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UFO Hunter Claims NASA Cam picked up UFO...?

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posted on Nov, 2 2015 @ 08:43 PM
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Whatever this object is, it does appear to be outputting it's own light source, unless the sun is shining directly on this object from behind the ISS, but that still doesn't quite do it. Or does it? Where was the sun in relevance to the positions of the ISS and this object at the time of the video? And it doesn't blink like tumbling space junk surely would. More data needed.




posted on Nov, 2 2015 @ 09:19 PM
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originally posted by: JimOberg

originally posted by: Aliensun

originally posted by: JimOberg


originally posted by: Cynic

It's obviously ball lightning masquerading as swamp gas reflecting off Venus.



[sarcasm off]






Fun's fun, but the reality is even more amazing, here's what the folks in Mission Control thought about the shuttle videos:

www.jamesoberg.com...











Yep, Jim, "fun is fun" now let's get serious and let's forget canned responses to something that may be a machine from something other than earth: You are the resident expert on debunking UFOs, what piece of hardware is this appears to be a very bright light that seems to be pacing the SSI? I'm will to accept any reasonable explanation other than a blanket dismissal as you and other debunkers have been doing here--which is typical when there is no readily available conventional explanation.



Remember, as space junk it will be tumbling in one or more motions and will NOT look as does this object.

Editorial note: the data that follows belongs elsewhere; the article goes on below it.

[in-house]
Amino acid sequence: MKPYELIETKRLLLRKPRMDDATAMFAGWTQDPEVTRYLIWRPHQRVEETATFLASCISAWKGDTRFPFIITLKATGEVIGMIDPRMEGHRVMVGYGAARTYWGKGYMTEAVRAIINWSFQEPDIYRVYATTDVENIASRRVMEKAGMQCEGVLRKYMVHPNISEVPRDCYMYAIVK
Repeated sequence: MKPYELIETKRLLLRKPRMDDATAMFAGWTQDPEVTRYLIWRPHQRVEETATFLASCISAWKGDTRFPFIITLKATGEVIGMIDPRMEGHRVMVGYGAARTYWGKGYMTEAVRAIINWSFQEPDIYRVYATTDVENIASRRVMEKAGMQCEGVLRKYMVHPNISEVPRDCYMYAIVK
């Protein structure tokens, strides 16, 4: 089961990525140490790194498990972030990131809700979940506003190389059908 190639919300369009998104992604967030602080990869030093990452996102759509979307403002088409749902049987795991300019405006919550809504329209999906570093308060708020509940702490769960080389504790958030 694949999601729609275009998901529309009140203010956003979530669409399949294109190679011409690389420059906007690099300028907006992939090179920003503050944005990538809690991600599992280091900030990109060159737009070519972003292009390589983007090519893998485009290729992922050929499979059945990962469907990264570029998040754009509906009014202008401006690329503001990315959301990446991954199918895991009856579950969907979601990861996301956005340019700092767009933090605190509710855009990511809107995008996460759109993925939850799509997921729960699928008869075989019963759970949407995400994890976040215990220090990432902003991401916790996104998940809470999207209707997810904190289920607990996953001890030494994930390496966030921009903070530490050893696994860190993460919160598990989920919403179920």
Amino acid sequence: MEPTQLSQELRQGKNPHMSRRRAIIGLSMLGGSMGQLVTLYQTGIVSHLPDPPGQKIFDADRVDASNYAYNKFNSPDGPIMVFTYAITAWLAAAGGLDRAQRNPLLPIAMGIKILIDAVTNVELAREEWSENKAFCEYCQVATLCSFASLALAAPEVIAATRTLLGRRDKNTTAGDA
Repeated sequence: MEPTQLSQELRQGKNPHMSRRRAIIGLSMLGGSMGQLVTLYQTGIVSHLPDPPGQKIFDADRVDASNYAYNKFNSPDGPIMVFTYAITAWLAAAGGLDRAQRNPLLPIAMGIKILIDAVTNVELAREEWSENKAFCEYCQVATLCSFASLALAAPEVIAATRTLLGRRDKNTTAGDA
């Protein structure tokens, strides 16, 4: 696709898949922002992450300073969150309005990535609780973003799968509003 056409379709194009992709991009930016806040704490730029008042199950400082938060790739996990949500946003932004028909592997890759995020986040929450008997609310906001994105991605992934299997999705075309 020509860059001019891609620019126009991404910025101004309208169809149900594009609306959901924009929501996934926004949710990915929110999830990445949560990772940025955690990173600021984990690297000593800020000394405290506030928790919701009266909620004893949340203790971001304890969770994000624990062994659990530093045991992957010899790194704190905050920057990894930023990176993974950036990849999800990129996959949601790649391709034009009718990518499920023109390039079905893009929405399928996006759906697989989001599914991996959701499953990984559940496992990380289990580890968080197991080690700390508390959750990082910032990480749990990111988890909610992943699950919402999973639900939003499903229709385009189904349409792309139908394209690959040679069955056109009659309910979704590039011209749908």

Thanks for the open minded offer.

You will find "canned responses" to exactly those sorts of questions here: www.jamesoberg.com...

For example, I don't think such sightings involve traditional 'space junk' in the journalistic meaning of the word -- other satellites or pieces of them. And occasionally, the sighting really IS Venus.

One on one tutorials start AFTER the introductory course. [grin]



Hi Jim. We get it. The token "Nothing to see here" automated response your officially, former employers have been peddling since inception. We live in an oasis in the middle of a desert, right? NASA can't even show us a legitimate image of Earth.

But I think it would be smashing if you told these civilians what they were really looking at when NASA releases infrared images of "nebula", sprinkled with some horrendous, inundated, paint program stars. I bet these civilians would love to know the main objective to deploying infrared telemetry on NASA's parade floats. They're gonna find out soon enough. I hope NASA and their cronnies end up on the right side of history. There are primordial forces out there WAY more potent than short-sighted mortal man. They are out of their league by a long shot.

The truth is we live in a desert mirage, surrounded by an oasis.

/Tick tock tick tock

edit on 2-11-2015 by trifecta because: (no reason given)



posted on Nov, 2 2015 @ 09:44 PM
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From what I could see in the video the folded FGB solar arrays were in the foreground with possibly the Russian 'Service Module' arrays behind, with some shadowing on them.

Figuring out where the sunlight is coming from is an important question, along with which way to center of earth and which way to direction of travel. NASA uses a LVLH == Local Vert Local Horizontal == frame, with +Z 'up' and +X 'forward', and +Y completing the XYZ frame 'right hand rule' [right hand index finger, center finger, and thumb pointing + XYZ in that order, see Wikipedia.

I've lost track of where all the exterior ISS cameras are, any more, and their pan/tilt ranges. The Canadarm cameras can be just about anywhere since as you know it can hand=over=hand crawl just about all over the outside, plus ride a cart from one end of the main truss to the other. Maybe somebody ought to do an inventory and maintain it. Add in hand-held interior camcorders in the awesome cupola and other windows. Dang, I may have to do it myself but don't really have the time right now.

It remains important to keep eyes sharp, the chances of something important being spotted are definitely non-zero.
edit on 2-11-2015 by JimOberg because: update xyz



posted on Nov, 2 2015 @ 11:50 PM
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www.express.co.uk...

It's hitting the main stream media.

Well.. so did NASA really cut out the stream? Maybe someone wasn't fast enough and they like "hey check this out over there .. ok zooming in .. oh crap we are still online ... cut the feed cut the feed".